“I do have other strategies, but would never write them down where someone who might control my budget would see them,” Hinzman wrote. “If you have a need, call me!”

One of the people from whom Hinzman kept secrets was John Baldwin, who worked 30 years in the state Department of Corrections before he was named director in 2007. Baldwin told The Gazette he’s known Hinzman since 1977.

“We’ve had some really good times and really awkward times,” Baldwin said.

One of those awkward times was in 2006, when Hinzman circumvented Baldwin to get funding for a residential facility for parolees and probationers with mental illness.

The Anchor Center, at 3115 12th St. SW in Cedar Rapids, is a halfway house specifically for offenders who have mental, behavioral and substance abuse issues. The goal is to help them receive proper treatment and learn life skills that will stabilize their behavior and keep them from returning to the prison system.

Instead of working with corrections officials to include the Anchor Center in the fiscal 2007 budget, Hinzman went to Eastern Iowa lawmakers, including Sen. Rob Hogg, D-Cedar Rapids.

“He told me he had this interest in a facility for people with significant mental health problems,” Hogg said. “It’s something I thought would be good for state corrections policy.”

Hinzman has strong ties to other lawmakers, including Sen. Bob Dvorsky, D-Coralville, who worked for the correctional services district and serves on the CCIA board of directors. Dvorsky did not return several phone messages and an email seeking comment for this story.

Sen. Wally Horn, D-Cedar Rapids, and Rep. Vicki Lensing, D-Iowa City, also serve on the CCIA board.

Baldwin said he was blindsided by the proposal.

“Imagine my surprise when I got called over and asked why the governor didn’t put the Anchor Center in his budget,” Baldwin told correctional services staff in February. “What the heck is the Anchor Center?”

Hinzman’s backchanneling caused friction between the department and Gov. Tom Vilsack, Baldwin said. “That wasn’t very nice.”

Lawmakers paid to build the 26-bed Anchor Center but not open it to residents. The district needs between $2.1 million and $2.3 million a year to staff the facility, but has only gotten about two-thirds of that.

So far, only outpatients have used the center. But district leaders hope to open it to some residents later this year.

Retired Johnson County Attorney J. Patrick White said he appreciated Hinzman’s tenacity.

“The state always viewed Gary as a bit of a rogue trying to get around the Legislature,” White said. “Everything I saw him try to do was good, constructive and innovative.”

One very bad year

Things went sour in fiscal 2011, when the district had a year-end deficit of $160,000. Fiscal 2012 was worse, and the district asked for $1.4 million in supplemental funding from the corrections department.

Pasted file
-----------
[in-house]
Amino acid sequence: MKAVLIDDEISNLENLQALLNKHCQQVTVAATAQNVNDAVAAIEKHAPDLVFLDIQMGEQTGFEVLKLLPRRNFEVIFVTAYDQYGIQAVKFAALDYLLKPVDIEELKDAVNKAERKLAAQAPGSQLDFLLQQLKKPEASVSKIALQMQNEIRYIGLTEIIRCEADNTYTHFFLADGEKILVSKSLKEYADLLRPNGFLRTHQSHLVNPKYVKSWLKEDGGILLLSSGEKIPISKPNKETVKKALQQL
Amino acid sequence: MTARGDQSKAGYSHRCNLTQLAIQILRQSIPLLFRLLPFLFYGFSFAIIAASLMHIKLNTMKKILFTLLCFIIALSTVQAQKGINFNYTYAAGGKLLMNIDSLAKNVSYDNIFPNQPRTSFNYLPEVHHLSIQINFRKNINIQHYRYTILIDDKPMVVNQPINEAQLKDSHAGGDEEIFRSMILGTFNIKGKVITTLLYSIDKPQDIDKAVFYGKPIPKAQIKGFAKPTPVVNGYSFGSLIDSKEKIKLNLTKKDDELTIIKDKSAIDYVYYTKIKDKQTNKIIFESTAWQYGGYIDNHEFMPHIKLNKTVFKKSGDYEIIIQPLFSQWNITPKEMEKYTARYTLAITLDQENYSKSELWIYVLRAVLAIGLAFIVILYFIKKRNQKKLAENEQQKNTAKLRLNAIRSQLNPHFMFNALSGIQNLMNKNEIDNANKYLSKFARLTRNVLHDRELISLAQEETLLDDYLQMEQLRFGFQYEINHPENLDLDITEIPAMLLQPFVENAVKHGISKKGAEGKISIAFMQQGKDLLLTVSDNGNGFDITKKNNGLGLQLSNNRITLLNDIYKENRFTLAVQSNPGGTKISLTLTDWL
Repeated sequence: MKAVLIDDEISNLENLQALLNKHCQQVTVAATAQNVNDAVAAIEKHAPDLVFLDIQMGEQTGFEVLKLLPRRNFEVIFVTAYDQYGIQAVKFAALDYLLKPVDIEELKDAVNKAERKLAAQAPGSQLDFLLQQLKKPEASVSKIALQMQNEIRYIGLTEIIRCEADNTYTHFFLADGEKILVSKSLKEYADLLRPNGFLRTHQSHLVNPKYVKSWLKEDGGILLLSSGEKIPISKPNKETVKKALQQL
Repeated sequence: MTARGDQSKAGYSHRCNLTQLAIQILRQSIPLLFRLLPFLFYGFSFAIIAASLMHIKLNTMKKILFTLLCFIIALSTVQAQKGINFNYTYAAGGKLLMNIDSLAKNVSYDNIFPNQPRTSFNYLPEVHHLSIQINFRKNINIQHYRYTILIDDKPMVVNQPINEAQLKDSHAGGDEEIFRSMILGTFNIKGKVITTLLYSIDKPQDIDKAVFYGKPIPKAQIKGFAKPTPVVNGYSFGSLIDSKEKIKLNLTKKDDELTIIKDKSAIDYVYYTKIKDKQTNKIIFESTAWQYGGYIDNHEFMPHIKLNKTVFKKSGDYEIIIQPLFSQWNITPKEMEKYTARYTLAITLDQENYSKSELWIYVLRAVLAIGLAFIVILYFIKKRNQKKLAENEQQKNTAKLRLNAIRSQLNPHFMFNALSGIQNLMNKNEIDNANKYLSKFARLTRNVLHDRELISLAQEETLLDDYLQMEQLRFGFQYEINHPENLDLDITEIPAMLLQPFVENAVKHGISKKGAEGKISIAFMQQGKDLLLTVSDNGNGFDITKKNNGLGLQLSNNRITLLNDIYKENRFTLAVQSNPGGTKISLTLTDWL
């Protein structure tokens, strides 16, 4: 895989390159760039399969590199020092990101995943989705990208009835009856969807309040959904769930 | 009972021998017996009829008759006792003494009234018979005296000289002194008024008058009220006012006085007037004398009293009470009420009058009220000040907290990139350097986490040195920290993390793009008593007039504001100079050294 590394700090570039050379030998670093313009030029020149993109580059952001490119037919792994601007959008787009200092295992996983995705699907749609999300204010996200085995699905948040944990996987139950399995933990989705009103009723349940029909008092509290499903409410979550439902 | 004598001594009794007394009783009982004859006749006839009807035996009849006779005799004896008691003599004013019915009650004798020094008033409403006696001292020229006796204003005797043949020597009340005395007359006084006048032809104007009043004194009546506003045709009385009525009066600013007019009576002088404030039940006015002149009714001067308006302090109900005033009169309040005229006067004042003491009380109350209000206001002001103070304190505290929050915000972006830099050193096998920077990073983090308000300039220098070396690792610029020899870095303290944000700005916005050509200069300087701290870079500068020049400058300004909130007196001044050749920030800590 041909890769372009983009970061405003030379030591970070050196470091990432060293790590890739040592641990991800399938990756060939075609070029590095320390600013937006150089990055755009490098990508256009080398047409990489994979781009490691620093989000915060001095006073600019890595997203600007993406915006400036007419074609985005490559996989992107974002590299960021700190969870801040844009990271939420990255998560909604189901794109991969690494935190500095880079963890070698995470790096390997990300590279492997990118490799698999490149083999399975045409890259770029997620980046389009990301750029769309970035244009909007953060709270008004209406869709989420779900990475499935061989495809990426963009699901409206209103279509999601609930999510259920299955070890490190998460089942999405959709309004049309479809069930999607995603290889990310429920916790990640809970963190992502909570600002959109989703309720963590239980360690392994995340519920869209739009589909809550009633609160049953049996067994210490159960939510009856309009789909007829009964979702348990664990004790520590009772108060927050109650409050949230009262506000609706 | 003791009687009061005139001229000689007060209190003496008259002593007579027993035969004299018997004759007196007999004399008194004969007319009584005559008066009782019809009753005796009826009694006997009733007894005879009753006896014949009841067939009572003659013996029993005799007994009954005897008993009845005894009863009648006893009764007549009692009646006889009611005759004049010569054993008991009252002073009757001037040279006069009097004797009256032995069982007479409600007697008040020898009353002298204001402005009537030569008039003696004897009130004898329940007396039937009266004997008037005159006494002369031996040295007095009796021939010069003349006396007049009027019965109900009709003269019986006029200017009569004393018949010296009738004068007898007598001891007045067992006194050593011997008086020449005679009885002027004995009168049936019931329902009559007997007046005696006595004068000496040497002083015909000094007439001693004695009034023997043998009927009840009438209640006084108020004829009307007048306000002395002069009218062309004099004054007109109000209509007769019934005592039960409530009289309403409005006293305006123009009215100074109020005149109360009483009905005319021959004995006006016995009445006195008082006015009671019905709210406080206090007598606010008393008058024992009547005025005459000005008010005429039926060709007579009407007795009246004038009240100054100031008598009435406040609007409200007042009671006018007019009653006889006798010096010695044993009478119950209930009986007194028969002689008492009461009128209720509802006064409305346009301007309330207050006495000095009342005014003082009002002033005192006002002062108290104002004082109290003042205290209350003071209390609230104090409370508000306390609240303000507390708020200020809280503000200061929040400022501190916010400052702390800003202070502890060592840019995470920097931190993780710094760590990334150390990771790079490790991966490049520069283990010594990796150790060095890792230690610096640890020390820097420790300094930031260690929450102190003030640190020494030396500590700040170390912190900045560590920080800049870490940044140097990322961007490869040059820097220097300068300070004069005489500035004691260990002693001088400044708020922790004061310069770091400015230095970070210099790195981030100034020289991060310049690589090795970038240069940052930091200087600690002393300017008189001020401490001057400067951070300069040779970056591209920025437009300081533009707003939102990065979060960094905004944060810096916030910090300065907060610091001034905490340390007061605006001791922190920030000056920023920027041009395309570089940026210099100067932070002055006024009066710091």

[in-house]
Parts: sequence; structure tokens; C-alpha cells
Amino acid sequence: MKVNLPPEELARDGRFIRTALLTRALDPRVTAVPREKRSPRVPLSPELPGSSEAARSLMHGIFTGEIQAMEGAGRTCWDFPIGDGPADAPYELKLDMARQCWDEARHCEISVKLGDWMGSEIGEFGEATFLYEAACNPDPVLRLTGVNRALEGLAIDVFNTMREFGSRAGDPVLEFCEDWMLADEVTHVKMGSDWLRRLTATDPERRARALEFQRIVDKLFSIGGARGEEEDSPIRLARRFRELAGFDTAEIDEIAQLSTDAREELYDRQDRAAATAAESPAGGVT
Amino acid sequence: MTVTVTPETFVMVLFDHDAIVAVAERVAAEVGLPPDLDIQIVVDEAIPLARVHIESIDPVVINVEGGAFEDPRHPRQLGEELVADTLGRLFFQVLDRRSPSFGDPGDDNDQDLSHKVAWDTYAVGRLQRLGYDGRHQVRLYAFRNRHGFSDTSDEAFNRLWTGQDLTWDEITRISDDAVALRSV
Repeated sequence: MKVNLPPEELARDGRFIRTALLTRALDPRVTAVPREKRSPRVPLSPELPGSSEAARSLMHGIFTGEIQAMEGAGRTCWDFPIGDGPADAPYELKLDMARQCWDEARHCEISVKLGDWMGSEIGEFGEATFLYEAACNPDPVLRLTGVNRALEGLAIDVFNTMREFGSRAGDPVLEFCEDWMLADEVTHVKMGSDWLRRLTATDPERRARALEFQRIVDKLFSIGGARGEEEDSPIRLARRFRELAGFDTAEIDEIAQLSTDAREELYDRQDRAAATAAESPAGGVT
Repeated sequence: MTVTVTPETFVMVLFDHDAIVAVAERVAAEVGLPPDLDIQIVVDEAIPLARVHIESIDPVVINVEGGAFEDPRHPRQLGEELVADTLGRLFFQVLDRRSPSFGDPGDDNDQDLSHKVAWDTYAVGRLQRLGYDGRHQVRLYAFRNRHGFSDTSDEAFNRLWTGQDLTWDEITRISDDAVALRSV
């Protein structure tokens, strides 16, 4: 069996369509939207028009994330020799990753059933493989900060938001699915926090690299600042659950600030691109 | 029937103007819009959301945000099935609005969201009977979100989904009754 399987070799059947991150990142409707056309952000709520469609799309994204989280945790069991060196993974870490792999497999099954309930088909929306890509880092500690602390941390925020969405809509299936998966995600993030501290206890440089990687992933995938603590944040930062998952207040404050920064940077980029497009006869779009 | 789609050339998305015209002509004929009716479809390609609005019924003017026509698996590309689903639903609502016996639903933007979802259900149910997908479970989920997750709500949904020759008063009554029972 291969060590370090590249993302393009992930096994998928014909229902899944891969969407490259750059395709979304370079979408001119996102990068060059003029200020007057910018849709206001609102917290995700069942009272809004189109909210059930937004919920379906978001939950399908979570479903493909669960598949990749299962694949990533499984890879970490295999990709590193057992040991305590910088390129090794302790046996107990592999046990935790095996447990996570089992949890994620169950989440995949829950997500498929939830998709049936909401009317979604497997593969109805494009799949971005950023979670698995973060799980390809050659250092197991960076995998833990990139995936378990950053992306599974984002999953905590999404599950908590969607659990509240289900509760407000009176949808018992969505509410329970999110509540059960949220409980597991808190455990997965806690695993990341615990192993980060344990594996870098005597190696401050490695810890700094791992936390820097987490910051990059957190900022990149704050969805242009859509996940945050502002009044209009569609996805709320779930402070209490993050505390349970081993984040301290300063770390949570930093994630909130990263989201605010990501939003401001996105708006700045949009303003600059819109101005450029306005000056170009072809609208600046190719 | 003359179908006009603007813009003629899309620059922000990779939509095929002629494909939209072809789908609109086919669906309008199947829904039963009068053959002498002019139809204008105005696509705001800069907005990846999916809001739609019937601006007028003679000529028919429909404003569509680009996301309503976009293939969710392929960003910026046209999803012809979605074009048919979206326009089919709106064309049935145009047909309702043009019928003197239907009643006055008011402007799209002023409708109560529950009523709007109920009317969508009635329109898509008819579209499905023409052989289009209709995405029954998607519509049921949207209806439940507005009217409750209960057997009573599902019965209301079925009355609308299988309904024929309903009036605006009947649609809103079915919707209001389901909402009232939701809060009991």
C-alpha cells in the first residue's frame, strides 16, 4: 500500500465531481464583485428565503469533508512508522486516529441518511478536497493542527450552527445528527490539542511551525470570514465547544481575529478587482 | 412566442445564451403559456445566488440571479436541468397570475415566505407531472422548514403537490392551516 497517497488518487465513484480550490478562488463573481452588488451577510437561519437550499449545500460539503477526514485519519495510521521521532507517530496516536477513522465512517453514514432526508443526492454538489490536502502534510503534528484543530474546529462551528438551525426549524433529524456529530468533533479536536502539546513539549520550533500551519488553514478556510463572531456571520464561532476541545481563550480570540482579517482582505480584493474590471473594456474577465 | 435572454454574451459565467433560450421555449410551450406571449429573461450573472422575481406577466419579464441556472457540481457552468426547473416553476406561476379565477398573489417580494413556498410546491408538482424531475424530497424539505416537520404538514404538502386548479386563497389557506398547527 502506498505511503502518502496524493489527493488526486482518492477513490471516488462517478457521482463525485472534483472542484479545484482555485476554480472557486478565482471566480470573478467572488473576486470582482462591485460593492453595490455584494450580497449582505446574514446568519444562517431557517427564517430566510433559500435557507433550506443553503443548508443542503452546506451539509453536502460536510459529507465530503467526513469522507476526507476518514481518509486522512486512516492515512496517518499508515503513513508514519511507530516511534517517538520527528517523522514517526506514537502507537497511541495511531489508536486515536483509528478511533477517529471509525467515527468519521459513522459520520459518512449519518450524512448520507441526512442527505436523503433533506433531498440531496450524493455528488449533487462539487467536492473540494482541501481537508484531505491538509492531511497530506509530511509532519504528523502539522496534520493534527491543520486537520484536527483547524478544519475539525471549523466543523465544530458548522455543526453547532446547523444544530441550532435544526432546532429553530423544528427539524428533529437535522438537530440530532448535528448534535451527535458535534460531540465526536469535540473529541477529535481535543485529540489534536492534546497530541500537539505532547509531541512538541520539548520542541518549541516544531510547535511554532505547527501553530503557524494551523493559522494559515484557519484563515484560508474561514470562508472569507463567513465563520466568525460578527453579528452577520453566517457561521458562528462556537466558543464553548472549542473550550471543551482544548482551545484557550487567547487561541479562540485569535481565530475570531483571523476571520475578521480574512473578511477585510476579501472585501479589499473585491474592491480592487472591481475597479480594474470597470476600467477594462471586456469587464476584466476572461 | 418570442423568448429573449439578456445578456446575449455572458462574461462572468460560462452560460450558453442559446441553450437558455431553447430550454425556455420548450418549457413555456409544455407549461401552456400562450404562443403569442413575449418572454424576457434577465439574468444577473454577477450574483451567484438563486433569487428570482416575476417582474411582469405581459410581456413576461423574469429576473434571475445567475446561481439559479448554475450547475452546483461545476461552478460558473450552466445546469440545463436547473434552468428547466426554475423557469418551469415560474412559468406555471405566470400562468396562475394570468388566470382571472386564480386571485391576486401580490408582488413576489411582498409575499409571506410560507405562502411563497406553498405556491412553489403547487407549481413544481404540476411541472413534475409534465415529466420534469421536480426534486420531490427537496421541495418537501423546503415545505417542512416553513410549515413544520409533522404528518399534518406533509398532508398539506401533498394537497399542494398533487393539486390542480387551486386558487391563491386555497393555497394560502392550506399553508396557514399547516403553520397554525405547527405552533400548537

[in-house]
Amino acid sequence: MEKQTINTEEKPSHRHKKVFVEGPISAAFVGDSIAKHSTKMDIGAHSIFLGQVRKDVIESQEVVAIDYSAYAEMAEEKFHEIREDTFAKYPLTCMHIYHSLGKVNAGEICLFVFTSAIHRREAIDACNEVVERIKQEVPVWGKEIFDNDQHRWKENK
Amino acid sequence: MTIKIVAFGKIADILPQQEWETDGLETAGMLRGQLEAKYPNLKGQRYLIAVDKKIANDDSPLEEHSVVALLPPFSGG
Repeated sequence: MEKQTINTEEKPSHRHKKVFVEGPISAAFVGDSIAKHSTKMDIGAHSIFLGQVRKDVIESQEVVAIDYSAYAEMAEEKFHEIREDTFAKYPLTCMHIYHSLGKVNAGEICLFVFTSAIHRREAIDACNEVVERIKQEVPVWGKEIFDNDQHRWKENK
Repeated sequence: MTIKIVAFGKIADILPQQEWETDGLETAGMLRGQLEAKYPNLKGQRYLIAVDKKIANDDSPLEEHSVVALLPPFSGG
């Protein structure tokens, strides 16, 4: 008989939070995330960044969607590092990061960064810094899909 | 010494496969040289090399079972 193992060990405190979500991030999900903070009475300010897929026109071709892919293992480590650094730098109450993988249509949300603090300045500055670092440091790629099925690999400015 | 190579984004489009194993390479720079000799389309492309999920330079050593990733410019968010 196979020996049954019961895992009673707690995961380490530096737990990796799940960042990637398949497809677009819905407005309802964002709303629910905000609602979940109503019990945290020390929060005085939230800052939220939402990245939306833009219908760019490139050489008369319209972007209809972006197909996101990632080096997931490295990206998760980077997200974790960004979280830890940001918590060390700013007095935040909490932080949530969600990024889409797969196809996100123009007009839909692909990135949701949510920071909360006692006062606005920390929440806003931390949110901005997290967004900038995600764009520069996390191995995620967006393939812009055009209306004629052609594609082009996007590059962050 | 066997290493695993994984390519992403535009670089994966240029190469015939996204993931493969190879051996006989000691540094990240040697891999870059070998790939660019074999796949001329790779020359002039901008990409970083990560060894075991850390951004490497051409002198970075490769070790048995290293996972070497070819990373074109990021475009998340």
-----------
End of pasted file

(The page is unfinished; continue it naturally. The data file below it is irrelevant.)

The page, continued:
Baldwin ordered an internal review. He then asked the State Auditor to study the district’s finances and relationship with CCIA.

Emails obtained by The Gazette through an open-records request to the Department of Corrections showed administrators selling cars, reviewing who had state cellphones and worrying about making payroll in the first half of 2012.

“I deleted CCIA references in expenses,” former finance officer John Hannaford wrote in a June 4, 2012, email to Hinzman and two others.

Laura Strait, a supervisor, wrote to Hinzman in May 2013 asking if he knew when state auditors would make a decision about whether the district was appropriately handling vacation and sick leave.

“If they decide the district cannot proceed with the current practice (which I fully expect) and they make it retroactive, that just might push me over the edge,” Strait wrote. “I’m just saying this issue really bugs me.”

The Jan. 10 report identified $776,000 in improper disbursements from fiscal years 2009 through 2012.

More than $440,000 of these disbursements came from district managers spending part of their time doing CCIA duties. The not-for-profit also used state vehicles, cellphones and office space for free.

“Because of decisions implemented by the former district director, including the sharing of staff and how certain costs are paid, what should be distinct lines between the district’s and CCIA’s operations are blurred,” auditors said about Hinzman.

The report showed $170,000 in improper vacation payouts to former employees and $40,000 in vacation paid before it was earned.

The report doesn’t indicate any outright criminal acts, but the Iowa Attorney General’s Office agreed to review it. State auditors returned for two days in March to interview more staff and the AG subpoenaed testimony from seven current and former administrators.

New beginning?

Hinzman retired last May, planning to focus on CCIA as well as some collaboration with Mount Mercy University and St. Ambrose University, according to emails. He is interim director of CCIA until the not-for-profit hires a full-time director after July 1.

“We’ll have to — I don’t know why I say ‘we’ because I’m not there any longer — people will have to negotiate a resolution to all of this,” Hinzman said.

Hinzman’s successor, Bruce Vander Sanden, who served 24 years in the agency and was Hinzman’s right-hand man, has tried to rebuild relations with unionized staff, who voiced no confidence in both men in March 2013.

Vander Sanden leveled the amount of sick time provided to line staff and administrators and will spend $5,000 to hire a mediator to help the district develop shared values and plans for the future.

He’ll try, as did his former boss, to keep his cool.

“Gary taught me to be the calm that staff look to in the middle of a storm,” Vander Sanden said.

District/CCIA settlement with Cynthia Engler

Engler Settlement